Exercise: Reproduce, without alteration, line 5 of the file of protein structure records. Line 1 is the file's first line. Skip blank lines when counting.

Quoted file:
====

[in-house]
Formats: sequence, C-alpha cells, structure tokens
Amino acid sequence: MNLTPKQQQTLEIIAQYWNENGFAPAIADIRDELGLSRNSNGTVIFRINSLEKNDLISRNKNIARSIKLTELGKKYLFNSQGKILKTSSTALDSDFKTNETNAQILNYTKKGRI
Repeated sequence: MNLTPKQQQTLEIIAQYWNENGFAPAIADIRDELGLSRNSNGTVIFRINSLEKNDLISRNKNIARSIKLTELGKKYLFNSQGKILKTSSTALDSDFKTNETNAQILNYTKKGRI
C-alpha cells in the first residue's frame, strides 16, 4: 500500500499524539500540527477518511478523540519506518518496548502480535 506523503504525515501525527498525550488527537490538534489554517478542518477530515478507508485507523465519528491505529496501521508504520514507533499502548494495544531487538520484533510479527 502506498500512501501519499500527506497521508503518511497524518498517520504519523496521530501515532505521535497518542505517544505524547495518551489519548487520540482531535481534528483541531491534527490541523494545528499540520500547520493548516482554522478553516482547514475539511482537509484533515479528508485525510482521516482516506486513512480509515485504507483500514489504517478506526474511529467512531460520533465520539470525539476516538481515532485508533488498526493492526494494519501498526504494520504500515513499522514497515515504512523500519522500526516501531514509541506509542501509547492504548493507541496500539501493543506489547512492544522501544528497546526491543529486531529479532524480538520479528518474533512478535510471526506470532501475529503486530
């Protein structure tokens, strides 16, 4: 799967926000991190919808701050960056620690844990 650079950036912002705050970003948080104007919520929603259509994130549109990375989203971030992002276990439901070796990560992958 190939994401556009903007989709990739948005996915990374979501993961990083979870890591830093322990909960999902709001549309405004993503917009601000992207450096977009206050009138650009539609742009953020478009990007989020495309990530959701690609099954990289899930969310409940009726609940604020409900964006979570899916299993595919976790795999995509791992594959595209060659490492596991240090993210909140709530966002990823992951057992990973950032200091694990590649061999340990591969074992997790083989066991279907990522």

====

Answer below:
C-alpha cells in the first residue's frame, strides 16, 4: 500500500499524539500540527477518511478523540519506518518496548502480535 506523503504525515501525527498525550488527537490538534489554517478542518477530515478507508485507523465519528491505529496501521508504520514507533499502548494495544531487538520484533510479527 502506498500512501501519499500527506497521508503518511497524518498517520504519523496521530501515532505521535497518542505517544505524547495518551489519548487520540482531535481534528483541531491534527490541523494545528499540520500547520493548516482554522478553516482547514475539511482537509484533515479528508485525510482521516482516506486513512480509515485504507483500514489504517478506526474511529467512531460520533465520539470525539476516538481515532485508533488498526493492526494494519501498526504494520504500515513499522514497515515504512523500519522500526516501531514509541506509542501509547492504548493507541496500539501493543506489547512492544522501544528497546526491543529486531529479532524480538520479528518474533512478535510471526506470532501475529503486530